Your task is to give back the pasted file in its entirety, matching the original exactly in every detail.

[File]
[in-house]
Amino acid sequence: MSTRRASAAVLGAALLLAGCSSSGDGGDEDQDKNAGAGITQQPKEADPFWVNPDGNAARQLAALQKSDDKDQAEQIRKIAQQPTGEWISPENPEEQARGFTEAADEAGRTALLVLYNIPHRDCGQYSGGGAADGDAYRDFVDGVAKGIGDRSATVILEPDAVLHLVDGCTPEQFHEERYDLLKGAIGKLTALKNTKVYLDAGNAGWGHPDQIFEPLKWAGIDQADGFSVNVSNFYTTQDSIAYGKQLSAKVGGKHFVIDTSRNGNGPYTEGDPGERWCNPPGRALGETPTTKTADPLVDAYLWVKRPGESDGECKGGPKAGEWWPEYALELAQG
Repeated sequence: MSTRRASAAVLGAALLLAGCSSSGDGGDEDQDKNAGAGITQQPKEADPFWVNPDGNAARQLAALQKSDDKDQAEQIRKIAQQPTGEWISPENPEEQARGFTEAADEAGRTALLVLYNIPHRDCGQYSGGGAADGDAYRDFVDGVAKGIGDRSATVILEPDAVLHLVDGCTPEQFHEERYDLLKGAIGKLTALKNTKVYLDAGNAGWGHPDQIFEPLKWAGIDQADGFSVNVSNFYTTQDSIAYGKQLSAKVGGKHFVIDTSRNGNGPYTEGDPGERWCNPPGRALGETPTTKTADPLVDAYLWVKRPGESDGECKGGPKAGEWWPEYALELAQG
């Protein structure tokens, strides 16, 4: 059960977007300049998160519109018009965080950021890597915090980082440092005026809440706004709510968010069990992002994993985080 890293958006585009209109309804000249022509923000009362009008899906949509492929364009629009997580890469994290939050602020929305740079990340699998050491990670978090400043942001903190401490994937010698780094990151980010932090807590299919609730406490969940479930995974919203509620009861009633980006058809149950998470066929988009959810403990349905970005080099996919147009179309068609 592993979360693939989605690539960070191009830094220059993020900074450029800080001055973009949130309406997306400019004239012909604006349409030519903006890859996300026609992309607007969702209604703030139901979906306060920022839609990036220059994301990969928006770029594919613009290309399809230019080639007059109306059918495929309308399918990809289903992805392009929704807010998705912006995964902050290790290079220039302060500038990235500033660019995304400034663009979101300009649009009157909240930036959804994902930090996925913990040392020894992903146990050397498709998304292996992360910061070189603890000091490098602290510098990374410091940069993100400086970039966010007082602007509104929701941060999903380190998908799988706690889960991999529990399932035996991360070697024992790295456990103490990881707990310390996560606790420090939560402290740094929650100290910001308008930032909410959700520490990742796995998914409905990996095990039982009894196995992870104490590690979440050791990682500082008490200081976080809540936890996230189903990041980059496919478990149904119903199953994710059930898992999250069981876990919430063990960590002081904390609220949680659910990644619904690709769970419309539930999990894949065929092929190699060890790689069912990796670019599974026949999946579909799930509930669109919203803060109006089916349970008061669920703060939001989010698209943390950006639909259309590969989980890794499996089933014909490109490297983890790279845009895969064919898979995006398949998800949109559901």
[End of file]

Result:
[in-house]
Amino acid sequence: MSTRRASAAVLGAALLLAGCSSSGDGGDEDQDKNAGAGITQQPKEADPFWVNPDGNAARQLAALQKSDDKDQAEQIRKIAQQPTGEWISPENPEEQARGFTEAADEAGRTALLVLYNIPHRDCGQYSGGGAADGDAYRDFVDGVAKGIGDRSATVILEPDAVLHLVDGCTPEQFHEERYDLLKGAIGKLTALKNTKVYLDAGNAGWGHPDQIFEPLKWAGIDQADGFSVNVSNFYTTQDSIAYGKQLSAKVGGKHFVIDTSRNGNGPYTEGDPGERWCNPPGRALGETPTTKTADPLVDAYLWVKRPGESDGECKGGPKAGEWWPEYALELAQG
Repeated sequence: MSTRRASAAVLGAALLLAGCSSSGDGGDEDQDKNAGAGITQQPKEADPFWVNPDGNAARQLAALQKSDDKDQAEQIRKIAQQPTGEWISPENPEEQARGFTEAADEAGRTALLVLYNIPHRDCGQYSGGGAADGDAYRDFVDGVAKGIGDRSATVILEPDAVLHLVDGCTPEQFHEERYDLLKGAIGKLTALKNTKVYLDAGNAGWGHPDQIFEPLKWAGIDQADGFSVNVSNFYTTQDSIAYGKQLSAKVGGKHFVIDTSRNGNGPYTEGDPGERWCNPPGRALGETPTTKTADPLVDAYLWVKRPGESDGECKGGPKAGEWWPEYALELAQG
């Protein structure tokens, strides 16, 4: 059960977007300049998160519109018009965080950021890597915090980082440092005026809440706004709510968010069990992002994993985080 890293958006585009209109309804000249022509923000009362009008899906949509492929364009629009997580890469994290939050602020929305740079990340699998050491990670978090400043942001903190401490994937010698780094990151980010932090807590299919609730406490969940479930995974919203509620009861009633980006058809149950998470066929988009959810403990349905970005080099996919147009179309068609 592993979360693939989605690539960070191009830094220059993020900074450029800080001055973009949130309406997306400019004239012909604006349409030519903006890859996300026609992309607007969702209604703030139901979906306060920022839609990036220059994301990969928006770029594919613009290309399809230019080639007059109306059918495929309308399918990809289903992805392009929704807010998705912006995964902050290790290079220039302060500038990235500033660019995304400034663009979101300009649009009157909240930036959804994902930090996925913990040392020894992903146990050397498709998304292996992360910061070189603890000091490098602290510098990374410091940069993100400086970039966010007082602007509104929701941060999903380190998908799988706690889960991999529990399932035996991360070697024992790295456990103490990881707990310390996560606790420090939560402290740094929650100290910001308008930032909410959700520490990742796995998914409905990996095990039982009894196995992870104490590690979440050791990682500082008490200081976080809540936890996230189903990041980059496919478990149904119903199953994710059930898992999250069981876990919430063990960590002081904390609220949680659910990644619904690709769970419309539930999990894949065929092929190699060890790689069912990796670019599974026949999946579909799930509930669109919203803060109006089916349970008061669920703060939001989010698209943390950006639909259309590969989980890794499996089933014909490109490297983890790279845009895969064919898979995006398949998800949109559901």